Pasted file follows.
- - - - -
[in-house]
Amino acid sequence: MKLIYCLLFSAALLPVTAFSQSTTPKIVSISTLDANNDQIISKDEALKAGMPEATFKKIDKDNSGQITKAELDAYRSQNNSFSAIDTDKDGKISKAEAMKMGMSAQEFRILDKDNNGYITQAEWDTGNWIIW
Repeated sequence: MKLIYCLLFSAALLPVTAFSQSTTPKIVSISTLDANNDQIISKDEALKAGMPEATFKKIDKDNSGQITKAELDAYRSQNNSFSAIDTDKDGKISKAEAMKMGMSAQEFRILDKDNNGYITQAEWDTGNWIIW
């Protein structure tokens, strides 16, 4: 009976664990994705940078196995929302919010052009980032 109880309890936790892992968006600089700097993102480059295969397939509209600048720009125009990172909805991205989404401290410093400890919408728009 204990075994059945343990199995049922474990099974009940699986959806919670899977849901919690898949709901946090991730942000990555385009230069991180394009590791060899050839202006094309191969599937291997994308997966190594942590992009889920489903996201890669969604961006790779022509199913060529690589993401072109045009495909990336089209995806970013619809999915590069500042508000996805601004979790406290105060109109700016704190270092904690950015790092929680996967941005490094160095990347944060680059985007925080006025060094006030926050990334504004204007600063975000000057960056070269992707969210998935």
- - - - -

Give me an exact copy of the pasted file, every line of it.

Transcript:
[in-house]
Amino acid sequence: MKLIYCLLFSAALLPVTAFSQSTTPKIVSISTLDANNDQIISKDEALKAGMPEATFKKIDKDNSGQITKAELDAYRSQNNSFSAIDTDKDGKISKAEAMKMGMSAQEFRILDKDNNGYITQAEWDTGNWIIW
Repeated sequence: MKLIYCLLFSAALLPVTAFSQSTTPKIVSISTLDANNDQIISKDEALKAGMPEATFKKIDKDNSGQITKAELDAYRSQNNSFSAIDTDKDGKISKAEAMKMGMSAQEFRILDKDNNGYITQAEWDTGNWIIW
């Protein structure tokens, strides 16, 4: 009976664990994705940078196995929302919010052009980032 109880309890936790892992968006600089700097993102480059295969397939509209600048720009125009990172909805991205989404401290410093400890919408728009 204990075994059945343990199995049922474990099974009940699986959806919670899977849901919690898949709901946090991730942000990555385009230069991180394009590791060899050839202006094309191969599937291997994308997966190594942590992009889920489903996201890669969604961006790779022509199913060529690589993401072109045009495909990336089209995806970013619809999915590069500042508000996805601004979790406290105060109109700016704190270092904690950015790092929680996967941005490094160095990347944060680059985007925080006025060094006030926050990334504004204007600063975000000057960056070269992707969210998935």